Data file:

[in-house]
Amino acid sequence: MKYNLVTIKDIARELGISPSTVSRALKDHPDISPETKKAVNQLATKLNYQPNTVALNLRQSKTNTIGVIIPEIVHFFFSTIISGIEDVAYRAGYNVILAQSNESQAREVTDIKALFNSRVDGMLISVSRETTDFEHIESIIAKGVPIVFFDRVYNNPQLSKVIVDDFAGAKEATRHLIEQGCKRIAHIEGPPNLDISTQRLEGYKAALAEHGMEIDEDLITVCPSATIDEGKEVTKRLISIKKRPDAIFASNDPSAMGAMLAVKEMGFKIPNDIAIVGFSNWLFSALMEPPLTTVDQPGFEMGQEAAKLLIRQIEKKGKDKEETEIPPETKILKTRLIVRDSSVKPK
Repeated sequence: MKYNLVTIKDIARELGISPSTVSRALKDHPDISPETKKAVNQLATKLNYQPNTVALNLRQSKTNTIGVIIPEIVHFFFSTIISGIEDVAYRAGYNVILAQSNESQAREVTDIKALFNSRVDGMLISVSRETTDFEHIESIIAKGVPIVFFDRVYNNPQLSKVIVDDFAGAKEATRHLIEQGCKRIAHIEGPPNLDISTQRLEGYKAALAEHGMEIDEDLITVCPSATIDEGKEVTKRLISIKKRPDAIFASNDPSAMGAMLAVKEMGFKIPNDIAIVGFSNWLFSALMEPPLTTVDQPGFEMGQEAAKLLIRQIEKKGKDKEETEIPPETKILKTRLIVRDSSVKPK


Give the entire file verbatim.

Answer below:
[in-house]
Amino acid sequence: MKYNLVTIKDIARELGISPSTVSRALKDHPDISPETKKAVNQLATKLNYQPNTVALNLRQSKTNTIGVIIPEIVHFFFSTIISGIEDVAYRAGYNVILAQSNESQAREVTDIKALFNSRVDGMLISVSRETTDFEHIESIIAKGVPIVFFDRVYNNPQLSKVIVDDFAGAKEATRHLIEQGCKRIAHIEGPPNLDISTQRLEGYKAALAEHGMEIDEDLITVCPSATIDEGKEVTKRLISIKKRPDAIFASNDPSAMGAMLAVKEMGFKIPNDIAIVGFSNWLFSALMEPPLTTVDQPGFEMGQEAAKLLIRQIEKKGKDKEETEIPPETKILKTRLIVRDSSVKPK
Repeated sequence: MKYNLVTIKDIARELGISPSTVSRALKDHPDISPETKKAVNQLATKLNYQPNTVALNLRQSKTNTIGVIIPEIVHFFFSTIISGIEDVAYRAGYNVILAQSNESQAREVTDIKALFNSRVDGMLISVSRETTDFEHIESIIAKGVPIVFFDRVYNNPQLSKVIVDDFAGAKEATRHLIEQGCKRIAHIEGPPNLDISTQRLEGYKAALAEHGMEIDEDLITVCPSATIDEGKEVTKRLISIKKRPDAIFASNDPSAMGAMLAVKEMGFKIPNDIAIVGFSNWLFSALMEPPLTTVDQPGFEMGQEAAKLLIRQIEKKGKDKEETEIPPETKILKTRLIVRDSSVKPK